Las revelaciones de Chinono hicieron que un reluctante Emmerson Mnangagwa, presidente del país, sacara de su cargo al ministro de salud Obadiah Moyo. Pero mientras a este le fue otorgada la libertad bajo fianza tras su arresto, Chinono sigue en la cárcel a la espera del juicio.…  Seguir leyendo »

Musician-turned-politician Robert Kyagulanyi, also known as Bobi Wine, at a news conference in Kampala, Uganda, on June 15, about the government handling of the coronavirus pandemic. (Abubaker Lubowa/Reuters)

Last week, Zimbabwean security agents raided Hopewell Chin’ono’s home, arresting the journalist for allegedly “inciting public violence”. Chin’ono’s reporting uncovered corruption in the government’s pandemic response and led to the ousting of the health minister over allegations of contract fraud. Security forces also arrested opposition politician Jacob Ngarivhume and more than 100,000 others, charging them with violating coronavirus-related regulations.

While the scale of the repression in Zimbabwe captured the attention of advocacy groups such as Amnesty International and the U.S. Embassy, it’s not the only country undertaking politically motivated crackdowns in the name of public health. For autocrats, the coronavirus has lowered the cost of repression by allowing them to justify actions as necessary responses to the crisis.…  Seguir leyendo »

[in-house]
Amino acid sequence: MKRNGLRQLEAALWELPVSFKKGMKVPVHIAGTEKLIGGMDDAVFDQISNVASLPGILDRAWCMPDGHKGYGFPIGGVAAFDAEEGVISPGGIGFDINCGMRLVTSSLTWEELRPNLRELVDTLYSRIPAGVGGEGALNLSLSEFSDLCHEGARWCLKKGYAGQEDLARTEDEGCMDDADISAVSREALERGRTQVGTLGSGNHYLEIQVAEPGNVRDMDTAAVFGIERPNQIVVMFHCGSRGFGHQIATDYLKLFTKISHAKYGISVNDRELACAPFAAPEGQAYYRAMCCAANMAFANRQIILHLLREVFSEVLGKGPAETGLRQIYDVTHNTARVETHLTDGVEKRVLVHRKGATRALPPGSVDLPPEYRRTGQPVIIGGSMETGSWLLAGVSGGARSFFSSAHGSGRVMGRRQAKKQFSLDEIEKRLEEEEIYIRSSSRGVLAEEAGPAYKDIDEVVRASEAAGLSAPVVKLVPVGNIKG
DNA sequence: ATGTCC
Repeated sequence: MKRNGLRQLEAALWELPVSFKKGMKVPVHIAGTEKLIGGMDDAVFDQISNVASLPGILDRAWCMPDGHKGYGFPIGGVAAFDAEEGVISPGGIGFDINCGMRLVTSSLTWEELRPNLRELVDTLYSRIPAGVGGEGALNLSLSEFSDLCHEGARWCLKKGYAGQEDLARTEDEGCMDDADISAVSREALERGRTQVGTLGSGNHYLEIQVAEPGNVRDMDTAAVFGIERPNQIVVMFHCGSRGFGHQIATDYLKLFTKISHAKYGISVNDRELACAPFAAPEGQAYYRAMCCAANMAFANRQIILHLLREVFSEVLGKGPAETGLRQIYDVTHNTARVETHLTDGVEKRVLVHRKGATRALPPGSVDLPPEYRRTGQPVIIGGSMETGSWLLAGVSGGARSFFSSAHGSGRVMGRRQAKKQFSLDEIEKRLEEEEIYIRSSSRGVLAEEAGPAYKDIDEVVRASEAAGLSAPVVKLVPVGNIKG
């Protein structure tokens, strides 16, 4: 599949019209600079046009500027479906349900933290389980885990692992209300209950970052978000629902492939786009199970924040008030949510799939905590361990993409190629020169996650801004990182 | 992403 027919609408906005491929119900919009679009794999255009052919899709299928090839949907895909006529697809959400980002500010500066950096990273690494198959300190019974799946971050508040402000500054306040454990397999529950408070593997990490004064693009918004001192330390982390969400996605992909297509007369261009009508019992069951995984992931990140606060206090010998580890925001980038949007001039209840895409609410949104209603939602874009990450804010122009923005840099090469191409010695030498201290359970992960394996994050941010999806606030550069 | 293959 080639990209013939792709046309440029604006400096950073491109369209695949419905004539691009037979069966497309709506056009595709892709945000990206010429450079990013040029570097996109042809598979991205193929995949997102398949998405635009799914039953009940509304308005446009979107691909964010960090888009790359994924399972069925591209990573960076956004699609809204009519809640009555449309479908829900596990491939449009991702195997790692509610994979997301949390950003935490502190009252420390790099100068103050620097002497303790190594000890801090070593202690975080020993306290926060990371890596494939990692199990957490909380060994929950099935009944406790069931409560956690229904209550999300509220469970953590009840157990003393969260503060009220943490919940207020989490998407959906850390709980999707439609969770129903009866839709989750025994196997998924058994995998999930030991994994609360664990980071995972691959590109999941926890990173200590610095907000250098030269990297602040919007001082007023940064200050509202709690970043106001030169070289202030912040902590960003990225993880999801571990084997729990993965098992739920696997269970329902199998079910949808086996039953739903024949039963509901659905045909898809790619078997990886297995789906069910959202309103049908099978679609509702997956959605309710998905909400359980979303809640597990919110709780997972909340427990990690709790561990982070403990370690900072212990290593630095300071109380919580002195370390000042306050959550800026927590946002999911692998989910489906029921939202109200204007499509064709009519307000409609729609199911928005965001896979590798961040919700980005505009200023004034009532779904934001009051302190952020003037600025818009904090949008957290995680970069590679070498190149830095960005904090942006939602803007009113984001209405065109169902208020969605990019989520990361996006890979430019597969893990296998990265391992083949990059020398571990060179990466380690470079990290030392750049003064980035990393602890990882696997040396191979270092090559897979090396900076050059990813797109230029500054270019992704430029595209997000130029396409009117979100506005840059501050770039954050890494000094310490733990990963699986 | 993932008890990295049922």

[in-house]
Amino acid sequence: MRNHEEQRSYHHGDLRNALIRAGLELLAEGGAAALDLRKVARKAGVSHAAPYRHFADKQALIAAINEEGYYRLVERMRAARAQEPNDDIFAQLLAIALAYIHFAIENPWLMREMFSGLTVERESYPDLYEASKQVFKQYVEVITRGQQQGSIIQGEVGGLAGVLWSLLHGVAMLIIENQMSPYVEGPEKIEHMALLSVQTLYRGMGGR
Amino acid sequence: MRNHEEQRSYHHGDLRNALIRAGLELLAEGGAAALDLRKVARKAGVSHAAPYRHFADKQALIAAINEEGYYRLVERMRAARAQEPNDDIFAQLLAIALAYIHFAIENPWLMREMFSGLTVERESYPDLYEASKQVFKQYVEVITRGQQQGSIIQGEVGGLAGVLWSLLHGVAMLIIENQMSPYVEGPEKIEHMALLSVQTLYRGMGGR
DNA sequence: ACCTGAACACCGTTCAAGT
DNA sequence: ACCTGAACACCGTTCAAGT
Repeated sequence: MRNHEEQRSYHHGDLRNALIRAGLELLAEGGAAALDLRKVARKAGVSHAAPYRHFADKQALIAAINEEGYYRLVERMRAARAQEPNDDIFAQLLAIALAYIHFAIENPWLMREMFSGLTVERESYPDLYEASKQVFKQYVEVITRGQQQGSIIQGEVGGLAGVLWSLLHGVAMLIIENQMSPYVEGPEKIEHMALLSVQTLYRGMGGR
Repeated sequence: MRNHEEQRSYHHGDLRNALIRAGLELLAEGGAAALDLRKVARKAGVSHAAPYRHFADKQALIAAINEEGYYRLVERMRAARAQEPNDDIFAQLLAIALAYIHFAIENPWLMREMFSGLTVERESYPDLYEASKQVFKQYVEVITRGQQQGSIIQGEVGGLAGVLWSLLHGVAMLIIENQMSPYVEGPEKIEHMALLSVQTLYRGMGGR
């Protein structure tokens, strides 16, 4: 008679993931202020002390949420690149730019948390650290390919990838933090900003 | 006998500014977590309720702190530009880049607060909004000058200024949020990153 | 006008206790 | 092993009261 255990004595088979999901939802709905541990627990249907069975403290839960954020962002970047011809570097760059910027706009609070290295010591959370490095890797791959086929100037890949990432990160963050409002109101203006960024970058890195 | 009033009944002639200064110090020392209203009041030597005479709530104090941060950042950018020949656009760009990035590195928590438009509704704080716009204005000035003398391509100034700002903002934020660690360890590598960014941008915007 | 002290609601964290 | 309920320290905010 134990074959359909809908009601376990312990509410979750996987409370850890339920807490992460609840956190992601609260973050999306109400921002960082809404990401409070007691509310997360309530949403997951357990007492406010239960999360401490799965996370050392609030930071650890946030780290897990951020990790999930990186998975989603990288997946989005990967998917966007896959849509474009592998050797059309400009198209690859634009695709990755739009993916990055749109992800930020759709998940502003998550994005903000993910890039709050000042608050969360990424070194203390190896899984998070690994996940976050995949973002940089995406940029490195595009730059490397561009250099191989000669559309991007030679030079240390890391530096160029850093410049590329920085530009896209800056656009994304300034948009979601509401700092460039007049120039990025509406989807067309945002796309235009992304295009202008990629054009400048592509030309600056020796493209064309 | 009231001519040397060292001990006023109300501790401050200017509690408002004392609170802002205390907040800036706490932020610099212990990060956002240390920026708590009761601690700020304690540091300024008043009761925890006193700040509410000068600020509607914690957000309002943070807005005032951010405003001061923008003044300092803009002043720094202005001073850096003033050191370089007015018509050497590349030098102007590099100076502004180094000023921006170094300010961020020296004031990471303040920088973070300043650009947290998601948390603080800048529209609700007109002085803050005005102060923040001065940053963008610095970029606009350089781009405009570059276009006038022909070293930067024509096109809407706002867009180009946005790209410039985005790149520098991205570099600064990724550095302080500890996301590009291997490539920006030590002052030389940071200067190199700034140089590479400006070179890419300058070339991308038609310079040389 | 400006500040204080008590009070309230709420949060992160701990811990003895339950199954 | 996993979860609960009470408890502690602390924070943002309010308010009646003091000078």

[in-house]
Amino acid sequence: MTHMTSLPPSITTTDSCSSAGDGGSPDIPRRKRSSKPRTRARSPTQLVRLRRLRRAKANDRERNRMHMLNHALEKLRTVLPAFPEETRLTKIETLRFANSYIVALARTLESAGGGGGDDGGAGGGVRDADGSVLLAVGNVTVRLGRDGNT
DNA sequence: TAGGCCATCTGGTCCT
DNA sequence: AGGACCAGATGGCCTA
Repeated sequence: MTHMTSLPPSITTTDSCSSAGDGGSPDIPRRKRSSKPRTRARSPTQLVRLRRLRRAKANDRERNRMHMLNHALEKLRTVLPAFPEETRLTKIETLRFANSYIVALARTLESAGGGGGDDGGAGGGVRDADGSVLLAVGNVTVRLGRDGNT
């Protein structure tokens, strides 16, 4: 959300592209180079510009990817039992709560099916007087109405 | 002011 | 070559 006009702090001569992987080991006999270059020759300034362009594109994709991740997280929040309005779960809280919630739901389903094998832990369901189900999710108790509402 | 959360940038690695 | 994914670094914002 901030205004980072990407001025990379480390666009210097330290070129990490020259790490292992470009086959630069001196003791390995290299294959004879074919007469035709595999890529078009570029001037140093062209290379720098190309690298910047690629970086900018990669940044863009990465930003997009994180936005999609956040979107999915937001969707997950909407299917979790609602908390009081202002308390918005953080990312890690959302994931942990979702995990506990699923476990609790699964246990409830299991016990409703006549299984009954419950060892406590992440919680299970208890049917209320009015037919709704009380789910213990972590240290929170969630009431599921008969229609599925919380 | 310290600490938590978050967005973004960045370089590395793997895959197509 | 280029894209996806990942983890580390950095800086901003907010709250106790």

En una fría noche invernal de julio de 2016, miles de personas se reunieron en las afueras del Tribunal de Magistrados, ubicado en el distrito conocido como Rotten Row de Harare, para esperar el veredicto en el caso del gobierno de Zimbabue contra el pastor Evan Mawarire, líder del movimiento #ThisFlag y férreo opositor al entonces Presidente Robert Mugabe. Cuando los magistrados finalmente rechazaron los cargos de traición contra Mawarire por convocar pacíficamente a manifestarse contra la corrupción, espontáneamente se generó una fiesta callejera. Fue una victoria inesperada del estado de derecho, ganada, al menos en parte, mediante una acción colectiva de no-violencia por parte de la gente de a pie.…  Seguir leyendo »

As the world reckons with the covid-19 pandemic, we are learning firsthand how health epidemics often reveal underlying social, political and economic tensions in a society. In his latest book, “The Political Life of an Epidemic,” offers a vivid and rigorous account of the causes and consequences of Zimbabwe’s 2008-2009 cholera outbreak. Chigudu, associate professor of African politics and Fellow of St. Antony’s College, Oxford University, argues the cholera outbreak served as a “perfect storm,” opening a window to understanding the multiple ways disease affects the relationship of citizens with their government.

Scholars of diseases may look at the weakness and dysfunction of the Zimbabwean health system, and predict that a cholera outbreak was inevitable.…  Seguir leyendo »

Un sátrapa

¿Sabe usted por qué millones de africanos quieren entrar a Europa como sea, arriesgándose a morir ahogados en el Mediterráneo? Porque, por desdicha para ellos, todavía hay en el África buen número de tiranuelos como Robert Mugabe, el sátrapa que durante 37 años fue amo y señor de Zimbabue y que acaba de morir en el Hospital Gleneagles, de Singapur. Tenía 95 años de edad, era muy aficionado al cricket, a las langostas y al champagne francés, solía gastarse unos 250.000 dólares en cada una de sus fiestas de cumpleaños y se calcula que deja a su viuda Grace —apodada Gucci por su afición a la ropa y a los bolsos de esa célebre marca y varias décadas más joven que su marido— una herencia de nada menos que unos mil millones de dólares.…  Seguir leyendo »